Maria Tedeschi learns a valuable lesson about the homeless from her son Christian – that anyone can help, even a nine-year-old. #OutoftheHeartsofBabes


What can I tell you about the homeless that you don’t already know?

On any given night, around 105,000 Australians will be homeless. About 6% sleep rough on the streets. The others have a roof over their head, but accommodation is temporary (boarding houses, refuges, someone’s couch) and it’s not always safe and secure.

It doesn’t matter if you are young or old, male or female, educated or not; homelessness can strike anyone. Causes include loss of employment (or underemployment), mental illness, health issues, domestic violence, divorce, intergenerational poverty and addiction (gambling, alcohol, drugs) just to name a few.

We know all this, but how many of us are compelled to tackle homelessness? It’s not uncommon to feel paralysed by the enormity of the situation and statistics alone don’t compel us to act.

So let me tell you a story about my 9-year-old son, Christian. Christian is one of the most empathetic compassionate souls you will ever meet. I’m not boasting because he’s my son; I’m telling you this because he puts me to shame.

Christian wants to help the poor and the homeless. He will bug me for coins whenever we pass a homeless person on the street and makes a point of remembering the people and the street corners they generally call home.

He views the world through nine-year-old eyes. Ask him why he wants to help the homeless and he’ll tell you that he feels sad when he sees someone hungry. He feels sad when a storm hits and there is no shelter. He feels sad when people just walk past and no-one helps. It’s not a complicated answer and he isn’t driven by statistics. He’s driven by the look on the faces of those who beg.

Simply, if someone needs help, you help the best way you can. Isn’t that what we always try to teach our kids?

He isn’t bogged down by the complexity that surrounds homelessness. He figures there are some smart people out there trying to fix the situation. Though it does puzzle him, with all the hotels in the city, why hoteliers can’t offer their vacant rooms to the homeless for the night.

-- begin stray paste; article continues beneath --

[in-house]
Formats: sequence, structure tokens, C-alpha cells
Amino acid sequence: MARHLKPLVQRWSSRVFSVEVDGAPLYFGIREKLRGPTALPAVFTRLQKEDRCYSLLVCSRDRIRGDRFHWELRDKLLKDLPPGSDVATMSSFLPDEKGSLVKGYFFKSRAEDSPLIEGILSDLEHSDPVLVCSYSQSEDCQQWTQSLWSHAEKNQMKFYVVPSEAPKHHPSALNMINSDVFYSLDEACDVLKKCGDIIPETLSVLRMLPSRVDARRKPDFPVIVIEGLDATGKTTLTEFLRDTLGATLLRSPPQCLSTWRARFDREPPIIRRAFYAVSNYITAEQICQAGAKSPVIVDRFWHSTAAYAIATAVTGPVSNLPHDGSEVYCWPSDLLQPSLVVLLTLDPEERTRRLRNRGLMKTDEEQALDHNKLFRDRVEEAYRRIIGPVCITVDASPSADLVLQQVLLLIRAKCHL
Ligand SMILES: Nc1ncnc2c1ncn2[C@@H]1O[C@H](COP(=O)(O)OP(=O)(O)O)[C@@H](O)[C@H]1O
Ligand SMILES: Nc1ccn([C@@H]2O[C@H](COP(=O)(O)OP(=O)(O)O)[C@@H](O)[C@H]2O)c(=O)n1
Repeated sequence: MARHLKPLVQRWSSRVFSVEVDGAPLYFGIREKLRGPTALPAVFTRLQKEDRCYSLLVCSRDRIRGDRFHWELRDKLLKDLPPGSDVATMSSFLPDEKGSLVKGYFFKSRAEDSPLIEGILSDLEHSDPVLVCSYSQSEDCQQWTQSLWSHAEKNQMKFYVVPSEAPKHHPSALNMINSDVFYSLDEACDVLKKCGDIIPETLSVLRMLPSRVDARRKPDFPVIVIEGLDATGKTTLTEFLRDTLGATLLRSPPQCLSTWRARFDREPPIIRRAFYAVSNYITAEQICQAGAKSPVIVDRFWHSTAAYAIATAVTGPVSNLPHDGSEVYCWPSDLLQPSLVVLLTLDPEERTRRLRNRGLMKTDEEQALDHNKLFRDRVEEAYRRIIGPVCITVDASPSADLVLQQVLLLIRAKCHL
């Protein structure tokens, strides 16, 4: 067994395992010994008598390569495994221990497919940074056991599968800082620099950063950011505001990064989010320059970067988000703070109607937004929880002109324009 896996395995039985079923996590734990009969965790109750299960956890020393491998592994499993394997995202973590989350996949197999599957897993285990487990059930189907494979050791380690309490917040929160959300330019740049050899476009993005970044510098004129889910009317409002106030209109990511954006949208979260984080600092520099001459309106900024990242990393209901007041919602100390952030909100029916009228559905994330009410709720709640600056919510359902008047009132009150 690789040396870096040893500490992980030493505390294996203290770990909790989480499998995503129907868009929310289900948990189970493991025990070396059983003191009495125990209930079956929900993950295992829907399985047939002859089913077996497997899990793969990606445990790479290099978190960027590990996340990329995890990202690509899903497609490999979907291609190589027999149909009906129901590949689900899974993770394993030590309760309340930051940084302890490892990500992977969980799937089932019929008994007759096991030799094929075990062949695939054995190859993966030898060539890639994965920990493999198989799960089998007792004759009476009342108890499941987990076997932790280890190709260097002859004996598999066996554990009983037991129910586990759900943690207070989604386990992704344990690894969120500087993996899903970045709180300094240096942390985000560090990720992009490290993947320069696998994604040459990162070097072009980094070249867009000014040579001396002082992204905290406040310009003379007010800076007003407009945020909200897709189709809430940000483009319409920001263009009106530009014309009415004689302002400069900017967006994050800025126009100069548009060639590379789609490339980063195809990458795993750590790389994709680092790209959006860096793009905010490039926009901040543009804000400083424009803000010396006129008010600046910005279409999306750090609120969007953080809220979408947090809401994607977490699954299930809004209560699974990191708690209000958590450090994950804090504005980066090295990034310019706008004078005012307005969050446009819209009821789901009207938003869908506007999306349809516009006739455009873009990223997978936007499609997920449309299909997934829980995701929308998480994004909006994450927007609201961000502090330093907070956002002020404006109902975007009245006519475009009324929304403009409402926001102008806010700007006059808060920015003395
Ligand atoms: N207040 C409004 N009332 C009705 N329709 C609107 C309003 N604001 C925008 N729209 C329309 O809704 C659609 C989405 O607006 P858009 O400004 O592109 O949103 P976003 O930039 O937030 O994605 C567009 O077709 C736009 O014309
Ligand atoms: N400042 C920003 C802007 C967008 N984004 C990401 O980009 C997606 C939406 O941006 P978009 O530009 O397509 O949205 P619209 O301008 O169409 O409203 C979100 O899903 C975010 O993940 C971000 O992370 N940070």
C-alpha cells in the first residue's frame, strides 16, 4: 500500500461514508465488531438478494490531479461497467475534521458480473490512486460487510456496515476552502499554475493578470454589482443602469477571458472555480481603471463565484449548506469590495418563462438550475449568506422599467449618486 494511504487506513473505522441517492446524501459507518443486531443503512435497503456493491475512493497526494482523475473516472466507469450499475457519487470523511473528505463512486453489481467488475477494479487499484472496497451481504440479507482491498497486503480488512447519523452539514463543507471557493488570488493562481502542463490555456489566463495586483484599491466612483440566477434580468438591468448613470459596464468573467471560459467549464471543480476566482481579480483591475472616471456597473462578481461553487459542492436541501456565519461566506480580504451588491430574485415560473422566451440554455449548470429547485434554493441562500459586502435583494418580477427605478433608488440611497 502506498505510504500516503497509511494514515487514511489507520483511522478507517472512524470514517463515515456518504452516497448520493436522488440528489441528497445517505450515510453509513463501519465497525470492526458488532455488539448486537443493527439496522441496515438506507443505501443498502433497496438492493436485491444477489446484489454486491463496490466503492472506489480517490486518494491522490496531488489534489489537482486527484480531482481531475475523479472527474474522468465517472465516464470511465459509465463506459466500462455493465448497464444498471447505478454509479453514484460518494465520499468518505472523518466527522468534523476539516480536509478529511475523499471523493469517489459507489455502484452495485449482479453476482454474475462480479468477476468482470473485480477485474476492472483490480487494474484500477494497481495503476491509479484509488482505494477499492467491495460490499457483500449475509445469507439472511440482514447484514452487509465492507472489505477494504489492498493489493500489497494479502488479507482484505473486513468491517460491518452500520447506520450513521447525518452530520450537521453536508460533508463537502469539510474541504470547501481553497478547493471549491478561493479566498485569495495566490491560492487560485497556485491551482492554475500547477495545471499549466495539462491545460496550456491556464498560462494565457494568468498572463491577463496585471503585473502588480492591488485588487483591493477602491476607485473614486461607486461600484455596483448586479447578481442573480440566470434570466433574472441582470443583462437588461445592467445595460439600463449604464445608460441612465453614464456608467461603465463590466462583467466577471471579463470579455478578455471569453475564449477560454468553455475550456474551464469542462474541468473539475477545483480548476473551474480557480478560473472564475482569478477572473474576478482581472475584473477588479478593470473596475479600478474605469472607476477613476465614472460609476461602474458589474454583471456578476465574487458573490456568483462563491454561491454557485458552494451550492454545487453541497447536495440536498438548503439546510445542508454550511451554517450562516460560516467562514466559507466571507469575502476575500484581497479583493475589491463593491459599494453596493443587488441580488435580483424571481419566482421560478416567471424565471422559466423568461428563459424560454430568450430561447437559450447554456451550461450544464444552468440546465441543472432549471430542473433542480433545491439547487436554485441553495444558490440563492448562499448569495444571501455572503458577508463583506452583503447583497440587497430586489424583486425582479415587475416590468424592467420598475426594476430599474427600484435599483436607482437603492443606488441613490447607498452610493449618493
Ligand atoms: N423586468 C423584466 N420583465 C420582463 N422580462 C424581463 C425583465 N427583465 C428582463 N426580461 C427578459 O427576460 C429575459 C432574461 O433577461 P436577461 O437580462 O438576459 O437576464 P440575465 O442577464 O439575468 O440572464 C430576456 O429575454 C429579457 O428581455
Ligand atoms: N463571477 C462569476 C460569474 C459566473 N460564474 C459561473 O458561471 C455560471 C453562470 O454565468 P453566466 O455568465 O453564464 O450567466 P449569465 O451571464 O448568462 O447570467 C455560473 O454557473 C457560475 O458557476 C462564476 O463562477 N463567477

Christian’s ultimate dream is to open a shelter for the homeless. Much like the Winsome Hotel in Lismore or Home in Queanbeyan. That’s when he looks to me to help guide him.

Kids have a way of holding you to account like that.

Now funding and running a shelter is way beyond my skill set, but I am not without some means to do something and that’s all Christian was asking of me.

“I want to start a charity and give care packages to the homeless. I want to call it Christian’s Community Fund,” he announced.

He fashioned together a coin box for siblings and visitors to donate some money and holds weekly family meetings where the agenda is to think of ways to help and share anything we have learnt.

It was at this point that I too needed to look at the world through 9-year-old eyes. Let’s just do this. So one weekend we went out and handed out 6 care packages.

We started a Facebook page for Christian’s Community Fund and shared stories of the people we met that day. We asked our friends to send socks, underwear, t-shirts, toiletries or gift cards so we could make 30 care packages to hand out in time for Christmas.


The story of this 9-year-old boy compelled plenty of people to act and the donations came in. “What a remarkable young boy you are Christian,” was a common remark. “It’s amazing that a 9-year-old boy is so driven by social justice,” was another.

Three of Christian’s classmates bowled me up at school proclaiming their desire to be involved. One of the parents confessed that her daughter has always wanted to do something but didn’t know how to help her daughter get involved. Understandably, most established charities have a minimum age requirement for volunteers.

Some have asked me the merit of exposing my 9-year-old son to the unpredictable nature of dealing with homeless people. They could be drunk, they could be high, or they could be violent and sometimes they look intimidating.

All of that is true. I’ll let Christian finish off by telling you what else is true.

“All the people we have met have been thankful for our care packages and very friendly. It makes me feel happy when we give the care packages because giving makes me feel good. I like to help. The homeless people are happy that we talked to them and we could help them a little bit. They are people just like us, so we should treat them they way we treat other people. If a famous person came to your house, how would you treat them? You should treat homeless people the way you would treat a famous person. “

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